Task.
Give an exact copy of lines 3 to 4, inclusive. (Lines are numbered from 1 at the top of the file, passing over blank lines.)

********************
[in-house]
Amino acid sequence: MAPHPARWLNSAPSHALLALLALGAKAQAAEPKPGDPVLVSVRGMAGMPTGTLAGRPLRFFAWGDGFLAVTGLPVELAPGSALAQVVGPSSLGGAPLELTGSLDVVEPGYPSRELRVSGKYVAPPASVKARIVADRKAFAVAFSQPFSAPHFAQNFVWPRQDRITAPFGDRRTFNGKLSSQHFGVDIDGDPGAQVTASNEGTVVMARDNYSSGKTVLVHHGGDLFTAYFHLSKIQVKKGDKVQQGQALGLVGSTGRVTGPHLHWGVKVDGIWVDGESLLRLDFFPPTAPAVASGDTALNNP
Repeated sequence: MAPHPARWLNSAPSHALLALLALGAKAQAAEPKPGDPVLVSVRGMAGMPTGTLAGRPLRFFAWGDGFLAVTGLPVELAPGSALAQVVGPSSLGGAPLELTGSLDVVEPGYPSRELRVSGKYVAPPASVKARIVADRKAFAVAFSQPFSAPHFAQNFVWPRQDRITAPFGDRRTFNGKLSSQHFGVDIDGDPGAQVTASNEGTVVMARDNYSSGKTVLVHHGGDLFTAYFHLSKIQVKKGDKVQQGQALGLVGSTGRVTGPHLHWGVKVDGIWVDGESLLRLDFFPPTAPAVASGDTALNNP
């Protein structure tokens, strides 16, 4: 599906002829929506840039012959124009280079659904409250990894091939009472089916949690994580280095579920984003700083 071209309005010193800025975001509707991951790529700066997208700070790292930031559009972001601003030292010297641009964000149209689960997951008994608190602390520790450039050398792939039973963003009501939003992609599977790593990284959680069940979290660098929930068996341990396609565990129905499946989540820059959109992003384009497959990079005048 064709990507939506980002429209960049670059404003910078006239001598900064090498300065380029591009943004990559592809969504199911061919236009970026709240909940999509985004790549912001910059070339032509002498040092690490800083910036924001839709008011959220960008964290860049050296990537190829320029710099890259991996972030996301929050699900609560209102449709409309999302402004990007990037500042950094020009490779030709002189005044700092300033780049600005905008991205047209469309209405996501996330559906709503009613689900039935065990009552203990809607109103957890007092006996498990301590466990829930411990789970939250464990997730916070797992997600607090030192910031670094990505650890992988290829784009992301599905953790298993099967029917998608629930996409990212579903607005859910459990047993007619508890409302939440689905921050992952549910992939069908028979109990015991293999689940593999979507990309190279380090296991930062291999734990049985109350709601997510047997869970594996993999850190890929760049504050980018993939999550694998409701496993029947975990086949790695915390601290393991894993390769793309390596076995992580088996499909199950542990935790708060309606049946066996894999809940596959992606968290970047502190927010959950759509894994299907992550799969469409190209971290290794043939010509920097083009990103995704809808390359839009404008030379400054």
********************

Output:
Repeated sequence: MAPHPARWLNSAPSHALLALLALGAKAQAAEPKPGDPVLVSVRGMAGMPTGTLAGRPLRFFAWGDGFLAVTGLPVELAPGSALAQVVGPSSLGGAPLELTGSLDVVEPGYPSRELRVSGKYVAPPASVKARIVADRKAFAVAFSQPFSAPHFAQNFVWPRQDRITAPFGDRRTFNGKLSSQHFGVDIDGDPGAQVTASNEGTVVMARDNYSSGKTVLVHHGGDLFTAYFHLSKIQVKKGDKVQQGQALGLVGSTGRVTGPHLHWGVKVDGIWVDGESLLRLDFFPPTAPAVASGDTALNNP
């Protein structure tokens, strides 16, 4: 599906002829929506840039012959124009280079659904409250990894091939009472089916949690994580280095579920984003700083 071209309005010193800025975001509707991951790529700066997208700070790292930031559009972001601003030292010297641009964000149209689960997951008994608190602390520790450039050398792939039973963003009501939003992609599977790593990284959680069940979290660098929930068996341990396609565990129905499946989540820059959109992003384009497959990079005048 064709990507939506980002429209960049670059404003910078006239001598900064090498300065380029591009943004990559592809969504199911061919236009970026709240909940999509985004790549912001910059070339032509002498040092690490800083910036924001839709008011959220960008964290860049050296990537190829320029710099890259991996972030996301929050699900609560209102449709409309999302402004990007990037500042950094020009490779030709002189005044700092300033780049600005905008991205047209469309209405996501996330559906709503009613689900039935065990009552203990809607109103957890007092006996498990301590466990829930411990789970939250464990997730916070797992997600607090030192910031670094990505650890992988290829784009992301599905953790298993099967029917998608629930996409990212579903607005859910459990047993007619508890409302939440689905921050992952549910992939069908028979109990015991293999689940593999979507990309190279380090296991930062291999734990049985109350709601997510047997869970594996993999850190890929760049504050980018993939999550694998409701496993029947975990086949790695915390601290393991894993390769793309390596076995992580088996499909199950542990935790708060309606049946066996894999809940596959992606968290970047502190927010959950759509894994299907992550799969469409190209971290290794043939010509920097083009990103995704809808390359839009404008030379400054």